I learned a lot about leadership by showing horses as a youth. During competitions, the judge would stand in the center of the show area to adjudicate our performance. Riders would then lineup side by side in front of the judge to see how they did. As the judge announced the winners, they would ride forward to receive their award.
For many years, my name was never called, so I stayed in the center of the arena and left without a ribbon for my hard work. Sometimes I even had to listen to the judges outline what the winners had done well and where the rest of us had fallen short.
I was telling this story the other day, and someone asked me how the experience of not winning affected my self-esteem. They assumed that it was demotivating, but in reality it had the opposite effect. I did not spend long hours grooming my horse, cleaning the stalls, and practicing my horsemanship skills simply to beat others – I was showing horses because I wanted to be good at it and spend time around others who could help me improve.
I took pride in my efforts and progress. It took some years, but I did collect a few trophies and ribbons. One award I am particularly proud of was for my ongoing development – it was a plaque that read “Most Improved.”
As leaders, we need to be clear about our mission, communicate it often, and get “competitive” about making it a reality together.
The lessons I learned in the show arena have carried over to my current leadership role. Those experiences have helped me see how we as leaders can build workplace cultures that are constantly adapting and improving. What follows are six ways you can be intentional about creating a culture of improvement that have evolved from my years in the show arena:
1. Reframe competition.
The word competition is most often understood in terms of a rivalry against others. However, the word’s Latin origin means to “’strive in common, strive after something in company with or together.’” I think shifting how we see competition begins when we ask the question: What are we striving for together? As leaders, we need to be clear about our mission, communicate it often, and get “competitive” about making it a reality together. We are not working to outdo each other; instead, we are working together to collectively improve.
2. Build on strengths.
Each one of our team members has unique knowledge, abilities, and aptitudes. As leaders, it is crucial that we allow our employees to make the best use of their skills. If we want to support a culture of improvement, we need to allow our employees the autonomy to fully utilize their strengths. A large part of building a culture of improvement is giving people positions and tasks that they have the interest and ability to succeed with. To do this, we need to find out the strengths of the people we work with and use them to guide our decisions.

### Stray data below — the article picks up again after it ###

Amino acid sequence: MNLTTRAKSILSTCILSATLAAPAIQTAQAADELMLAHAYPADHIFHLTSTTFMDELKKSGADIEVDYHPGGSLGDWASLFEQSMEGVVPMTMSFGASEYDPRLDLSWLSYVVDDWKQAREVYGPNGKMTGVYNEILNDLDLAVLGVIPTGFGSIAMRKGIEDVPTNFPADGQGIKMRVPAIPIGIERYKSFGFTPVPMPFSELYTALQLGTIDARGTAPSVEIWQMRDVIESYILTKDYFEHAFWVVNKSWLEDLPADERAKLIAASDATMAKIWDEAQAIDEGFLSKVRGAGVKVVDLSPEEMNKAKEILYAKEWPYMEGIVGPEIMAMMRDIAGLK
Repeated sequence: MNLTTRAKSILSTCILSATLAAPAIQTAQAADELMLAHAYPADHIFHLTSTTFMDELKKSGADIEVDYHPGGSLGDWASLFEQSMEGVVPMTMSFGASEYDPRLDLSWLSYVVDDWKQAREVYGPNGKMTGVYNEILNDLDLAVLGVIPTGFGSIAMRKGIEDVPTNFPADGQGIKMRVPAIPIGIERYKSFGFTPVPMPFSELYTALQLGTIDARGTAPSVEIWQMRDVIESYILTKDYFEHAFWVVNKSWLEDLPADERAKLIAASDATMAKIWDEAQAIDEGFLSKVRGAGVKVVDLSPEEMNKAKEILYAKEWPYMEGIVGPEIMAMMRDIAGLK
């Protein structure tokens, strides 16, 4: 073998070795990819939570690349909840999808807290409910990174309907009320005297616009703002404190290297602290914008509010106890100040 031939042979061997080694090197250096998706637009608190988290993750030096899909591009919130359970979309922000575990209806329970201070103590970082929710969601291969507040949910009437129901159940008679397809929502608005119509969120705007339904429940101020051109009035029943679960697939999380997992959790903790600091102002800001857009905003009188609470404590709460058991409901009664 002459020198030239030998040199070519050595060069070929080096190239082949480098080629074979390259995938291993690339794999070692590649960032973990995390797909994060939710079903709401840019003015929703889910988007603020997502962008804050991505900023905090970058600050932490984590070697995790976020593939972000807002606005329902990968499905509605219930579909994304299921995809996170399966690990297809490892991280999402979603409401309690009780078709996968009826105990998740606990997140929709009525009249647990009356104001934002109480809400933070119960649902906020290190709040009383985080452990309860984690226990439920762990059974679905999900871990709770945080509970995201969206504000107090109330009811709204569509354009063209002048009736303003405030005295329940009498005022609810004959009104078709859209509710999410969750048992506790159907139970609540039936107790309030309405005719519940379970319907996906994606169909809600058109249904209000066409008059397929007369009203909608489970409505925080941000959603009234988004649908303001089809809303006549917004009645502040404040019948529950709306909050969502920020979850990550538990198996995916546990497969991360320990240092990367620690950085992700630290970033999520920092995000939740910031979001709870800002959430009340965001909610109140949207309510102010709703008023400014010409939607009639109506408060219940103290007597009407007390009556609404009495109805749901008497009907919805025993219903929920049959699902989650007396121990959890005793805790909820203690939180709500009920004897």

3. Set high standards.
When we have high standards and articulate them to our employees, we set the stage for success and inspire people to see what is possible – both individually and as an organization. When our standards are high, people naturally adjust their actions to meet these expectations. In other words, high standards (just like low expectations) tend to be self-fulfilling. Creating a culture of improvement begins when we communicate that a high level of performance and an exceptional quality of work are the standard for everyone in the organization, regardless of their role.
4. Speak openly about mistakes.
When we have a culture of improvement, we are more apt to try new things and create innovative processes. Experimentation is necessary for improvement, and a culture of improvement anticipates mistakes along the way. Being transparent about the things we try – and the things that fail – will help reduce the fear of failure for our employees. In turn, this will encourage employees to experiment, make mistakes, and ultimately find new and better ways to succeed.
When we have a culture of improvement, we are more apt to try new things and create innovative processes.
5. Provide honest feedback.
The quickest way to get better at something and improve is through feedback. We want to help our employees know what the standard of excellence is, so be clear about when they fall short and when they meet the mark, and then always let them know the next steps so they can continually improve. Providing honest feedback isn’t merely pointing out mistakes or building people’s self-esteem – it’s a matter of creating a culture where ongoing feedback and progress are the norm.
6. Ask employees what they need.
This is a very simple and often overlooked way to build a culture of improvement, but it can have a huge positive impact. Don’t wait for employees to reach out and don’t assume you know what they need to feel supported and safe. Instead, ask them what supports or resources they need and do your best to provide them. Also make sure your employees feel comfortable letting you know what resources or supports would help them. We want our employees to know that they can ask for help or admit that they are finding a task overwhelming, and that we will do our best to support them and find a way forward.
There is no standing still and coasting as an organization. We are either moving forward and progressing by creating a culture of improvement or regressing through apathy. Workplaces that normalize the six ideas above will create a culture that will ultimately contribute to their success as an organization.
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